Many contemporary devices, including displays, solar cells and LEDs, employ transparent conducting films. The traditional materials for transparent conductors are transparent, conductive metal oxides, primarily tin-doped indium oxide (ITO). However, due to the increased cost of indium and other challenges with ITO, significant effort has been devoted to develop alternatives that are cheaper, flexible, and compatible with a variety of substrates. One alternative is based on random networks of solution-processed silver nanowires (Ag-NWs). While being comparable to ITO in their electrical and optical properties, the high variability in films of Ag-NWs fabricated by solution-processing is a major concern for scalability and reproducibility. The variability in NW coverage can be attributed to instability of the NWs in solution, which can be addressed by the use of polymer additives and modified solution chemistries. For example, we found that composites of Ag-NWs and poly(ethylene dioxythiphene):poly(styrene sulfonate) (PEDOT:PSS) can be deposited more uniformly and reproducibly than films comprised of Ag-NWs only. Ag-NW films that were spun-cast from solution showed bulk-like electrical resistivities (~2-50 Ω/sq) while being highly transparent (~70-90%). The films show a variability in NW coverage of ~15%, owing to aggregation. Spun-cast films of the Ag-NW/PEDOT:PSS composites show similar transmittances and resistivities but with significantly reduced variability in NW coverage of <5%. Composites with higher aspect ratios (smaller NW diameters) also show similar resistivities at transmittance values approximately 5% higher, thus showing great potential for use as transparent conductors. Additionally, by obtaining similar resistivities at lower Ag-NW coverage densities, the composites effect a lowering of the threshold for percolative conduction.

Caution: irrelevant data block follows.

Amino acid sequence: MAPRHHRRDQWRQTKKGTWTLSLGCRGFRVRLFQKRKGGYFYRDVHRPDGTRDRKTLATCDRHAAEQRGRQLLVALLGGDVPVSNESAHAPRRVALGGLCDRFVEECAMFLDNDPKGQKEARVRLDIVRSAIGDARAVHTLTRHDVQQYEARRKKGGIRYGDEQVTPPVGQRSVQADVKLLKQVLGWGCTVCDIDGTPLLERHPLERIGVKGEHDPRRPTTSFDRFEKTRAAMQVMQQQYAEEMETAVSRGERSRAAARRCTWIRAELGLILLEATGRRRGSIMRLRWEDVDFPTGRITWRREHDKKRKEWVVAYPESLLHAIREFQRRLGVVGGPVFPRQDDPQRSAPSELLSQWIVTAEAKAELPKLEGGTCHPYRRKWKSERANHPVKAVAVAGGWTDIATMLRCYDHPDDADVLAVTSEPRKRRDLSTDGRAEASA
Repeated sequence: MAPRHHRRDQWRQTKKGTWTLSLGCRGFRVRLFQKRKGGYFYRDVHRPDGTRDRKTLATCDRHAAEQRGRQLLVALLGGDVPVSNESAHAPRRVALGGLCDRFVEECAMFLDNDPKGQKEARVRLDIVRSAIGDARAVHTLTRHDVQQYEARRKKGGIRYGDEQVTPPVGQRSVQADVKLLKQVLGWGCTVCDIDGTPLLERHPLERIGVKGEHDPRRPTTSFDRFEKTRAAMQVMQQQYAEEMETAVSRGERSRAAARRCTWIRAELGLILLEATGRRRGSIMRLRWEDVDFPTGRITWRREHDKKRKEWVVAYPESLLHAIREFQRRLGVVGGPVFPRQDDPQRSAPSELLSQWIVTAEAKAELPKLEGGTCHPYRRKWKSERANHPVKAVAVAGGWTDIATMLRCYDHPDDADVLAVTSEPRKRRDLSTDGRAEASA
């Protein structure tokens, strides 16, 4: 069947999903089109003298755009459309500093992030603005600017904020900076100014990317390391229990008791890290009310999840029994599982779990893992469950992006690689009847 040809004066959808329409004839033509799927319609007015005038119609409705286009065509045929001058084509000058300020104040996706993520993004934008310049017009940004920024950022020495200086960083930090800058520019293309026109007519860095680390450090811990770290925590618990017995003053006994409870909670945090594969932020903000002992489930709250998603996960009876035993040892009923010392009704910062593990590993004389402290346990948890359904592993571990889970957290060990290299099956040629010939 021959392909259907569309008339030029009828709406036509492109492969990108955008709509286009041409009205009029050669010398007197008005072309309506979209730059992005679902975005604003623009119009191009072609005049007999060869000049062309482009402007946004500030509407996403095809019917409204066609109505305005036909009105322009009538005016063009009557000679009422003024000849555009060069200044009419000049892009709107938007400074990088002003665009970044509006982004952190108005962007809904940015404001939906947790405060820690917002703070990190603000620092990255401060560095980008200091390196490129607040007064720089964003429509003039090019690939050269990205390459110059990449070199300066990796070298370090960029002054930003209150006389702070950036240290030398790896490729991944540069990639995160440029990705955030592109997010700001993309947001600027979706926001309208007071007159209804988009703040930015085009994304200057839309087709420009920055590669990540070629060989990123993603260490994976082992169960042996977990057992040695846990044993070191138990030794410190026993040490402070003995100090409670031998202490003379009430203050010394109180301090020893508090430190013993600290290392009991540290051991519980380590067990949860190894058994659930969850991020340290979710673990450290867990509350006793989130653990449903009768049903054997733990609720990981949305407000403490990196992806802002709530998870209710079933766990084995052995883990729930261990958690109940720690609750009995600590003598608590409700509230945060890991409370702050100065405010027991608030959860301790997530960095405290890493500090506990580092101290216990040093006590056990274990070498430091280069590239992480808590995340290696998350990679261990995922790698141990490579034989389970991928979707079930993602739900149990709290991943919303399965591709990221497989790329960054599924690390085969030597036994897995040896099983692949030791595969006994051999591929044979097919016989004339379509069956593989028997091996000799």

In order to understand how the processing and physical conditions affect the electrical and optical properties of these NW networks, we have also modeled NW-networks under conditions similar to those of the experimental system. Both simulation and experiment show that the percolation threshold of these networked conductors can be shifted towards lower NW densities via parameters such as the nature of the NW dispersion, the composition of the network, and the NW geometry. In this presentation, we discuss results how each of these parameters affects the electrical and optical properties of Ag-NW networks, including their reproducibility, on the way towards achieving optimized characteristics for their use in devices.

3:00 PM TC+EM+EN+TF-WeA-4 Surface Modification of ZTO/Al/ZTO Stack Structure using Inductively Coupled Plasma
HanSoo Kim (Chung-Ang University, Republic of Korea); Jong-Chang Woo (ETRI, Republic of Korea); Young-Hee Joo, KyungRok Choi, Yoon-Soo Chun, Chang-Il Kim (Chung-Ang University, Republic of Korea)